HR Hot Topics: Can you send your dental employees home without pay?

June 23, 2015
Ginny Hegarty, SPHR

,
Michael J. Meehan, Esq.

What’s a dentist to do when faced with 25-40 percent open time in the schedule? It seems that lately doctors are responding to this challenge by adjusting employee work schedules or sending employees home early. While I believe there is a better response, we’ll discuss that in a future blog post. For now, we’ll focus on the employee compensation issue.

Disappointed that they are not getting all the hours they expected and, therefore, all the pay they were expecting to earn, employees are questioning whether or not it’s legal to reduce their hours and/or send them home due to lack of work.

Another HR Hot Topic: What to do about a dental team member's tattoos and piercings

A couple of new phrases have been popping up in my e-mails lately. Doctors and team members have been asking about whether they are “Engaged to wait” or “Waiting to be engaged.” Attorney Michael J. Meehan has contributed to this article to address the legal perspective in play.

Here’s a sample scenario:

It’s a gorgeous Friday afternoon in June, and apparently your patients have noticed. After a series of cancellations, your once-packed afternoon schedule is now wide open. You look around the office at your employees (whom you will now be paying to sit around the office the remainder of the afternoon) and you have an idea. You announce to your employees that the practice will get an early start on the weekend and close at 2 p.m. Your employees are ecstatic at the news, and you give yourself a pat on the back.

But then come the questions. Your assistant asks, “I still get paid for the afternoon, right?” Your hygienist is more direct and assertive, stating, “I’m fine with going home at 2 p.m., but I expect to be paid for the three hours I expected to work this afternoon. Legally, I was ‘engaged to wait’ for those three hours,and I was not ‘waiting to be engaged.’ Therefore, I’m legally entitled to be compensated.”

Doctor, your ingenious cost-saving early dismissal plan has now put you in quite a conundrum. Your employees are all looking at you, waiting for an explanation. So what’s the answer? As it is with many complex legal questions, the answer is, “It depends.”

Read why on the next page...

 

 

Your hygienist is referencing the Fair Labor Standards Act (“FLSA”), as interpreted by the United States Department of Labor. Whether the standard applies depends first on whether the employee is “exempt” or “non-exempt” under the statute. This is a complex question beyond the scope of this article. If you have questions about how your employees should be classified under FLSA, contact legal counsel or a human resources consultant.

More from Ginny Hegarty: Ignoring your patients? It's not a good thing for your practice. Here's why.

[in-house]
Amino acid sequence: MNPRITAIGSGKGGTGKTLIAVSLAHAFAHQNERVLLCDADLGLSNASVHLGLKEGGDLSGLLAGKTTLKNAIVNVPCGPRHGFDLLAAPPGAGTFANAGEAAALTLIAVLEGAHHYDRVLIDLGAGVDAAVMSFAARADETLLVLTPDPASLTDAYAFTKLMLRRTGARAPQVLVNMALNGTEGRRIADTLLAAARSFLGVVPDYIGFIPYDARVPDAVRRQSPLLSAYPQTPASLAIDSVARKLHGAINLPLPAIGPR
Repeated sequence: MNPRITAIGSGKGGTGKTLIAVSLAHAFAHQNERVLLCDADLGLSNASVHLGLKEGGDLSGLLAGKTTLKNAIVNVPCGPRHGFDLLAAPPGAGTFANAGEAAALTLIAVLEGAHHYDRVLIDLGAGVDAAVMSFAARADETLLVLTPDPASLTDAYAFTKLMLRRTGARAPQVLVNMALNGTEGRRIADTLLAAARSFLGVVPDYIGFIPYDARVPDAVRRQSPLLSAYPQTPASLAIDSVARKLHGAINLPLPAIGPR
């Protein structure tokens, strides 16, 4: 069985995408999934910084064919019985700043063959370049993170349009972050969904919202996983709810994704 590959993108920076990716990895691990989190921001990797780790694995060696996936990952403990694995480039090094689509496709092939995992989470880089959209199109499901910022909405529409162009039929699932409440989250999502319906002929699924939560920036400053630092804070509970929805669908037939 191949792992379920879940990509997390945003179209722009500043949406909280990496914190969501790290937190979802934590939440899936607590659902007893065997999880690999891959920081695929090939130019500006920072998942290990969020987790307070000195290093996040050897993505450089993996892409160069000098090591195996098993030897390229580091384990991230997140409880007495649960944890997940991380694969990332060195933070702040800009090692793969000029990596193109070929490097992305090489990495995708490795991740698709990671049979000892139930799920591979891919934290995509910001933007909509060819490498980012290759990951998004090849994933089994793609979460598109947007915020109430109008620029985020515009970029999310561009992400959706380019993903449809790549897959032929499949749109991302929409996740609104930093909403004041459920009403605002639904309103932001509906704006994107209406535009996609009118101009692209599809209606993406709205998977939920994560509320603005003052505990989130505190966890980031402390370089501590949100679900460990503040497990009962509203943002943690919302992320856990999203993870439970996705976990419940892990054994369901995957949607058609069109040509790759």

As for the terms “engaged to wait” versus “waiting to be engaged,” these derive from the FLSA and, for non-exempt employees, can help determine whether an employee needs to be compensated for time spent not working. Generally speaking, if an employee is waiting for work to do while on duty, he or she is “engaged to wait,” and the time counts as hours worked. For example, a receptionist does not clock out between phone calls. After hanging up, he or she is engaged to wait for the next call.

By contrast, the Department of Labor takes the following into account when considering whether an employee is “waiting to be engaged:” 

  • Is the employee completely off duty?

  • Was the employee advised of the time that he or she is required to return to work?

  • Is time period in question long enough for the employee to use the time effectively for his or her own purposes?

  • Was the employee informed in advance that he or she may leave the job?

As you can see, the distinction is highly subjective and will depend on the facts and circumstances of each case. In our hypothetical scenario, the first three prongs are not likely an issue. The issue would turn on whether the employee was provided sufficient advanced notice of the early dismissal.

However, over and above the answer, a more important question stems from the hypothetical scenario: Why didn’t you and your employees already know the answer? In legal questions of this nature, the dispute usually stems from a difference in expectation.

HOT READ: The biggest issue facing dental spouses today is...

If the above hypothetical scenario were to occur in your office, what would be the expectation of your employees? What have you done to manage those expectations and to protect yourself in the event of a disagreement? What documents (e.g., employment agreements, policies and procedures, etc.) can you direct your employees to for the answer? For example, your policy and procedures manual and employee agreements should include language that informs your employees that their hours of work may be increased or decreased to meet the needs of the practice.

By addressing these issues in advance via employment agreements and/or policies and procedures, your practice can manage employee expectations and be in a better position to defend legal challenges on these grounds. Now would be a great time to review your materials and be certain that your HR house is in order.